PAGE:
INCEN                        1.212 ***         1.003 ***   1.118 **
                            (5.126)           (3.365)     (2.608)
CULTU                        1.674 ***         1.557 **    1.698 **
                            (3.552)           (2.102)     (2.315)
Adjusted [R.sup.2]           0.902             0.935       0.927
F-statistics                13.281            13.665      15.580
Independent         Panel Estimates
Variables               1987-98
MARKET                   0.154 **
WAGE                    -0.027
SCHOOL                   0.304 **
AGGLOM                   0.868 *
TRANSP                   0.214 **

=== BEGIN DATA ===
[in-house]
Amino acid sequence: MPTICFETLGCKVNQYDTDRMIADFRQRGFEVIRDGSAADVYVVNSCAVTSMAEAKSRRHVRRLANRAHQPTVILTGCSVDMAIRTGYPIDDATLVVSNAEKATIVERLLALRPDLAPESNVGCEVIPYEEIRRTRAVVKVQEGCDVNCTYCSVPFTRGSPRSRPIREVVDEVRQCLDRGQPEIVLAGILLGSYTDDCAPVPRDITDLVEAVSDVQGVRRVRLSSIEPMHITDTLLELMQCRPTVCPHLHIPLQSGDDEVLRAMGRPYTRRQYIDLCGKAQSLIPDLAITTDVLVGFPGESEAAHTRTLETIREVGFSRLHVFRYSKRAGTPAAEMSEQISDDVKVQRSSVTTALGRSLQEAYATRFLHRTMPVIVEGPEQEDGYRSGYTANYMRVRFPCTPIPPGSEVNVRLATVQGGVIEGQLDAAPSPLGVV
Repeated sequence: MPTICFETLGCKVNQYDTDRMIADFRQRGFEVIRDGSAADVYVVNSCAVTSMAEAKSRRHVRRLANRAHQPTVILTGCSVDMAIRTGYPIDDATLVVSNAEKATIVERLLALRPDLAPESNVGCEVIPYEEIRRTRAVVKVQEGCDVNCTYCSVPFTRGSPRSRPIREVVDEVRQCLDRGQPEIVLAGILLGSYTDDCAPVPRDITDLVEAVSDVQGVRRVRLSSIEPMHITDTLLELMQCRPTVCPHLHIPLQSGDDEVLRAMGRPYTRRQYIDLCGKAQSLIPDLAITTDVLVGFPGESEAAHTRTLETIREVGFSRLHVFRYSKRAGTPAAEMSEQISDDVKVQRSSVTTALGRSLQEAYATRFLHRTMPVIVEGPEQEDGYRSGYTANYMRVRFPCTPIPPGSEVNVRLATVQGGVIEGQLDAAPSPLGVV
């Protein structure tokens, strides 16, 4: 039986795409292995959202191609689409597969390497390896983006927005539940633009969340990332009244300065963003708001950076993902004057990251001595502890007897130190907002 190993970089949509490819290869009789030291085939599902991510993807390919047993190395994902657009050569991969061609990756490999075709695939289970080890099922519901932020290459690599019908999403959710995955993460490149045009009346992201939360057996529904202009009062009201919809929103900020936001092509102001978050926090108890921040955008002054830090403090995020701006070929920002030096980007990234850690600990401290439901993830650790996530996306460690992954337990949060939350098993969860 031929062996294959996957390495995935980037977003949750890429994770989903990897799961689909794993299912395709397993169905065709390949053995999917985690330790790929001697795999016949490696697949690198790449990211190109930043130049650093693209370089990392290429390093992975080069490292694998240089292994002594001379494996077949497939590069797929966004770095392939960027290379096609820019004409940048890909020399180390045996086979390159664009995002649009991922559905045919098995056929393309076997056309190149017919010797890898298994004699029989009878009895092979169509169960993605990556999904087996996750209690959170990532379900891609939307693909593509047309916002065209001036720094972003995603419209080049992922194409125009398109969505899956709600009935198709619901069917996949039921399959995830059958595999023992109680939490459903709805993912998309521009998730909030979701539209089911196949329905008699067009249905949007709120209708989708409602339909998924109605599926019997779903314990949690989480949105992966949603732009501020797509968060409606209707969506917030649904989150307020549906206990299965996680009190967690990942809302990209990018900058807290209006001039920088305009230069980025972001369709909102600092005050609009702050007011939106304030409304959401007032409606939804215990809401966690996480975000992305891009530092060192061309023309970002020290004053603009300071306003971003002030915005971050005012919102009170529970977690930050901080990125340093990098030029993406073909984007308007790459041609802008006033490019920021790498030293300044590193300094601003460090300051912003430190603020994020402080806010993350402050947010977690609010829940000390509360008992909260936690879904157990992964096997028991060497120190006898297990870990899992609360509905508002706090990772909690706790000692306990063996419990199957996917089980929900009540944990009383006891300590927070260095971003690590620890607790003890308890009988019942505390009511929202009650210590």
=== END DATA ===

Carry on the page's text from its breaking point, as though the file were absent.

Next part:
INCEN                    1.307 ***
CULTU                    1.857 ***
OPEN                     1.954 ***
Adjusted [R.sup.2]       0.950
F-statistics            69.127
Notes: The number of observations for all of the three
cross-section estimates is 29, and for the panel estimates
is 348. The estimating results for constant terms are
omitted to save the space. The asterisks (***),(**), and
(*) indicate the levels of significance at the 1%, 5%, and
10%, respectively.


FDI: Foreign Direct Investment

MOFERT: Ministry of Foreign Economic Relations and Trade

OLI: Ownership, Location, and Internalization

SSB: State Statistical Bureau

UNCTAD: UN Conference on Trade and Development

UNCTC: UN Center on Transnational Corporations

USCBC: U.S.-China Business Council